Made possible by, ‘one crack job of investigative reporting!’


I’m actually still thinking about that amazing weekend at SCC where we baptized another 100 people.


It was unbelievable!


I know you probably get tired of me saying that, but it’s true. And maybe it gets old hearing it if church for you is more typified by the same group (only a bit smaller each month) of Christians gathering weekly (if it’s not raining) to complain about the big bad world ‘out there’ for the umpteen millionth time, and the new church in town stealing all “our people” (as though they signed a blood oath to attend until they die of old age or boredom – one of which almost always comes first).


The latest thing to garner criticism is the ‘so-called,’ spontaneous baptism.


We got a ginormous amount of hits on this blog right after we had one, so I decided to chase down some of the chatter regarding this wonderful event.


Let’s just say it wasn’t all good. I mean, 99.9 % of it was, but there’s always that one phantom blogger who’s just a wee bit of bandwidth short of a full connection.




You shouldn’t be.


This time it wasn’t about ours, but another church I really respect…Fellowship Church in Dallas, Texas.


Fellowship had just seen over 400 baptized in one weekend and they were praising God and welcoming a lot of new folks to the family when…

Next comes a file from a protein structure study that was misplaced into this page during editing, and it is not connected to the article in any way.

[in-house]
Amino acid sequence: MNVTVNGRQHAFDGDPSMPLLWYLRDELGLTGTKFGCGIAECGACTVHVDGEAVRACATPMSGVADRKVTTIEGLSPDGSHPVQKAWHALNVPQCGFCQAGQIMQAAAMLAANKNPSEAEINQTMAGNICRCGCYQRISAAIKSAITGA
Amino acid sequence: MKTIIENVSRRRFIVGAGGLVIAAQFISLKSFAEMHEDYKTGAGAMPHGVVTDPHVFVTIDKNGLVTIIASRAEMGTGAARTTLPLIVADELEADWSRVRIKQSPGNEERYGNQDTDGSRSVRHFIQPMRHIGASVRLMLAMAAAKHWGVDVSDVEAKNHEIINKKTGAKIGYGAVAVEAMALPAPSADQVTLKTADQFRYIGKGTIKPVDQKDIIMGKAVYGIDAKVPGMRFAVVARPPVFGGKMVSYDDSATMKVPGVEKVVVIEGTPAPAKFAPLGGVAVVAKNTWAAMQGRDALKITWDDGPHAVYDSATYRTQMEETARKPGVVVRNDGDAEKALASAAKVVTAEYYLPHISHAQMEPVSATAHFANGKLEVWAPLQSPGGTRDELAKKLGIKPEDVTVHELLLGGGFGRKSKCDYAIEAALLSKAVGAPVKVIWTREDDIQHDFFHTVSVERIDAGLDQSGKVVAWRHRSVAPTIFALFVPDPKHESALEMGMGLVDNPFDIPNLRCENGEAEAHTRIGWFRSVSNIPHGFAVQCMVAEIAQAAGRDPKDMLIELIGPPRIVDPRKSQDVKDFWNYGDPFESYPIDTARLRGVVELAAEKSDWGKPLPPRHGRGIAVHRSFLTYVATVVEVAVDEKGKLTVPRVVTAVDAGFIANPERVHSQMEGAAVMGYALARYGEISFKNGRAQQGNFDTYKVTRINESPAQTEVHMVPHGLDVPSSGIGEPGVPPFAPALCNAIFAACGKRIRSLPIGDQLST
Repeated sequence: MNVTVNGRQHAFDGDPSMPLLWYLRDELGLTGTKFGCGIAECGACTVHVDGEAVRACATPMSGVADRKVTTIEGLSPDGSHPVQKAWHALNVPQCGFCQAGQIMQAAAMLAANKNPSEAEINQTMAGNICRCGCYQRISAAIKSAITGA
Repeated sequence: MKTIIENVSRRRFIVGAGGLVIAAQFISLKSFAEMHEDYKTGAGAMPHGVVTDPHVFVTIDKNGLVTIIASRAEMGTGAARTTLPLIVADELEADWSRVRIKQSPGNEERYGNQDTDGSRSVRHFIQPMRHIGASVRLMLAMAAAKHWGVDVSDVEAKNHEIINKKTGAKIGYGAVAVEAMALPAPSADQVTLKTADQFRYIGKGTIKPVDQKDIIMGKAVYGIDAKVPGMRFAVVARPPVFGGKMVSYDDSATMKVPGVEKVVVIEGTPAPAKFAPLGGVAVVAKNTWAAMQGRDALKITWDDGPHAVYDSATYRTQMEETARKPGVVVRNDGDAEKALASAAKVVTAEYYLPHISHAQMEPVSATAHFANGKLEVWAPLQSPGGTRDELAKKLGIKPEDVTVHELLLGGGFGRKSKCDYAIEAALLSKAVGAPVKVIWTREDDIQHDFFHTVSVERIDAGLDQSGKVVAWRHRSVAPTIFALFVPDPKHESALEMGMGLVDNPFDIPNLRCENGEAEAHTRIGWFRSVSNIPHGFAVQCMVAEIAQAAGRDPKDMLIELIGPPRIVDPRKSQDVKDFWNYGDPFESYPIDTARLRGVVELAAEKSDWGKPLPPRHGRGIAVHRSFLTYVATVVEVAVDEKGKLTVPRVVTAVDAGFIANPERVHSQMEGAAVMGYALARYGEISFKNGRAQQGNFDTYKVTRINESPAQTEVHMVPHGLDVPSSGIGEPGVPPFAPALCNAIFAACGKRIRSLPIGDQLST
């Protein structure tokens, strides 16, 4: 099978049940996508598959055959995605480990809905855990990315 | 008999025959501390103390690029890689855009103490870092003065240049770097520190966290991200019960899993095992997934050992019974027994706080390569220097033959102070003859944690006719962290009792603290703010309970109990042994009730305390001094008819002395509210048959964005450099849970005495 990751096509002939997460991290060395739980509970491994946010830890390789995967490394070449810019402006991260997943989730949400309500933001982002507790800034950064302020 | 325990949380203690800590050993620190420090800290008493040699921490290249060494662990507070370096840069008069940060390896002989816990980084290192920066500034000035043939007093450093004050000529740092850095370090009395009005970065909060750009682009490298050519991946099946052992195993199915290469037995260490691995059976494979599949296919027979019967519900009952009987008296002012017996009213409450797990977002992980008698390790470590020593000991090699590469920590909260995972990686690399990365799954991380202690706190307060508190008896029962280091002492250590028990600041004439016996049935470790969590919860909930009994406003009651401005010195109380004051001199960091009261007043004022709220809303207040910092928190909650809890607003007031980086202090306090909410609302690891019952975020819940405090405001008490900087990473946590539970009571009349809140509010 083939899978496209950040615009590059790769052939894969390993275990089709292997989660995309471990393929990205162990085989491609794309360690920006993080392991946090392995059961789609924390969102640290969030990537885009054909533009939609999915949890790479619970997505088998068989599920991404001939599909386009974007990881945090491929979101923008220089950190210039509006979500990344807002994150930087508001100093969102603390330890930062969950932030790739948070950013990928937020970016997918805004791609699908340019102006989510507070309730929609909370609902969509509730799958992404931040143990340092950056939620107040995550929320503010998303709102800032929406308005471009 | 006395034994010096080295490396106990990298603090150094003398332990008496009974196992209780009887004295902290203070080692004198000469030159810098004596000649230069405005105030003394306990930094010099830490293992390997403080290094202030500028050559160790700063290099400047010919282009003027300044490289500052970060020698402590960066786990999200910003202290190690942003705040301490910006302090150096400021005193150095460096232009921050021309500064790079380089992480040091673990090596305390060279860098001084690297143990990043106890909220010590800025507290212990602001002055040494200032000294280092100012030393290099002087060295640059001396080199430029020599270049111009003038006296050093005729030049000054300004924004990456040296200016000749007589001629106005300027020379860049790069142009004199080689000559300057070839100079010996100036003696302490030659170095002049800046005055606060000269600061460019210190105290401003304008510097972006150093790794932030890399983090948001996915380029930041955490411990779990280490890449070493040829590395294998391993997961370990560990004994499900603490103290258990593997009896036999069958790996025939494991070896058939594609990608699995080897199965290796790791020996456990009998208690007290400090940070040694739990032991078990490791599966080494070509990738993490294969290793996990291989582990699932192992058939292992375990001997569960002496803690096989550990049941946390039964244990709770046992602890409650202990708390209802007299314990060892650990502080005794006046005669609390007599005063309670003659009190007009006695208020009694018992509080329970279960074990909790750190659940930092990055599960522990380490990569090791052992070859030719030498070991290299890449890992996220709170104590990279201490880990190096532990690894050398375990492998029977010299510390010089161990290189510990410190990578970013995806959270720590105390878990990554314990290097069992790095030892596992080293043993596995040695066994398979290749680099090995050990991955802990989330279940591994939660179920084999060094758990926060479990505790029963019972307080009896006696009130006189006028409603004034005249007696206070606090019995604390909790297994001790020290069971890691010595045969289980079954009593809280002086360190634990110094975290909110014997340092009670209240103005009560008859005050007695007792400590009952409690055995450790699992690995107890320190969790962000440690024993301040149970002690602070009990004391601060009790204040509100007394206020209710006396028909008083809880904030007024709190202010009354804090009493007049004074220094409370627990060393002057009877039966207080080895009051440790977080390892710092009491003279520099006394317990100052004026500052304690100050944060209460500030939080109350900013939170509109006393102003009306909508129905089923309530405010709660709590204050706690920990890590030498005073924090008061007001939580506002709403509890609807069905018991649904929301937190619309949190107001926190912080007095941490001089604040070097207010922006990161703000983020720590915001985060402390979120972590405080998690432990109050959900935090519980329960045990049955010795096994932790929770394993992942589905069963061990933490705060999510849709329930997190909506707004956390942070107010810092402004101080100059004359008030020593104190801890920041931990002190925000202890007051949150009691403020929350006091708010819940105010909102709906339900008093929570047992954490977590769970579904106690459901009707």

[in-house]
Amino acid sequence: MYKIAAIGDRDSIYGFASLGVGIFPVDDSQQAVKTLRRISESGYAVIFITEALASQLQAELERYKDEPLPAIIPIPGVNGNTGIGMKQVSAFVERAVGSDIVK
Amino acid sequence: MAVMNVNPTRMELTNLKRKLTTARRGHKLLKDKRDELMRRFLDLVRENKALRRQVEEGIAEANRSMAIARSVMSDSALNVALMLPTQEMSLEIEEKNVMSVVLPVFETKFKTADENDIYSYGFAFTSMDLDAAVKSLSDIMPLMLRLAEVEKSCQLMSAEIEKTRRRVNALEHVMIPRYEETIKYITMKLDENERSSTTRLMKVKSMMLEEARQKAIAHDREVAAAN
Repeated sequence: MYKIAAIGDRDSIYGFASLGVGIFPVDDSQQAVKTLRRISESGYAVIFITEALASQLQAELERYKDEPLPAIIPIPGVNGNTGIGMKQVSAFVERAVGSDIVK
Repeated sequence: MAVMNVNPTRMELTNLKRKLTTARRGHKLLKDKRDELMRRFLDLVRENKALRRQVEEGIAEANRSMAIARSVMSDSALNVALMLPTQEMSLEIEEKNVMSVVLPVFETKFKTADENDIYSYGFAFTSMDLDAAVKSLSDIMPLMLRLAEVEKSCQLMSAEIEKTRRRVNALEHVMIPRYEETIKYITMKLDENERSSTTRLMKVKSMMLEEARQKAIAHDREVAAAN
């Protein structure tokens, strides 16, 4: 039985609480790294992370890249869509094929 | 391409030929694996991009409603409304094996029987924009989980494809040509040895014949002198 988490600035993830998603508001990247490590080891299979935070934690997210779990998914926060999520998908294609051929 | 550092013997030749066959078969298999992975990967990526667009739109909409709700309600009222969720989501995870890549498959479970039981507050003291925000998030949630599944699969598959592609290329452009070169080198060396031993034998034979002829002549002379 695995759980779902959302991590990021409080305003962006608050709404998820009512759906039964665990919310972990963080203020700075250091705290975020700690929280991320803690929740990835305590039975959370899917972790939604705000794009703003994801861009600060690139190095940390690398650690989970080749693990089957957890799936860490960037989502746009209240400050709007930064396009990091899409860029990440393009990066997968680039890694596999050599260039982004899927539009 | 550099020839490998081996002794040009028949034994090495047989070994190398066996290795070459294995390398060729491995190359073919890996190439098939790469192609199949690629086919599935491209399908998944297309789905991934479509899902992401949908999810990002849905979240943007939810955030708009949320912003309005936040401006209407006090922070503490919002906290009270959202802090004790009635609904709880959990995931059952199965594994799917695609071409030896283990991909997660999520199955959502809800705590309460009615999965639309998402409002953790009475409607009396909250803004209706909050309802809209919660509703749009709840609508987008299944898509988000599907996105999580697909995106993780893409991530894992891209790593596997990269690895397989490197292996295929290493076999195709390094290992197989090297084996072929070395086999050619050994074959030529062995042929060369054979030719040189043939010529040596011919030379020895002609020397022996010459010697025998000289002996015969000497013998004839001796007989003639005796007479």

The blog buzz started coming in.

As I said, most of it was overwhelmingly positive, but, as I scrolled down, I found this one guy who had apparently generated a little bit of buzz as the latest self proclaimed ‘truth crusader.’


Here’s the cliff notes:


Four hundred baptized in one day? Doesn’t this sound a little suspicious? Are we to simply accept this at face value or would it be better to look a little deeper into this?



First of all, how could all of these people have truly known what hey were doing when the baptisms were, spontaneous?


Second of all, how did Ed Young even know all of these people were Christians?


Third, people need classes and lengthy training before making a decision of this magnitude, and that simply could not have been done.


Ok, that was some severe trimming, I admit, but his writing ability was even worse than his theology, so I decided to spare all of you the dribble.


Here’s what’s sad though—Ed Young presented the gospel that day – even the smallest amount of checking would have shown the mystery blog assassin that much.


In addition, the entire message was about baptism, so the people who stepped forward to be baptized knew all they needed to know in order to make the right choice.


Finally, a quick read through Acts chapter 2 would make it obvious to anyone that on the very first day of the very fist church, 3,000 were saved, baptized and began functioning as a church – the way a church should function.




No classes?


No Seminary training?


Not even 1 weekend’s worth?













Peter simply preached the gospel and told the masses that the first thing Jesus wanted new believers to do was to profess (identify with) Him (Jesus) through baptism.


And they did it.



It’s a matter of obedience.


So, listen up anonymous blog sniper, your argument is with the Living God, not Ed Young.


Put that in your pipe and smoke it!


Or, maybe just put it in there. Smoking is bad for you.



Oh, I almost forgot…


the crack job of investigative reporting?


I was actually trying to figure out who came up with the ‘spontaneous baptism’ deal in the first place.


That’s what led me to this place…


Which led me to this place…


Which led me to this place…


Etc. etc. etc.


Which finally led me to Acts chapter 2, and these verses.


Who came up with “spontaneous baptisms?”




That’s why we do it!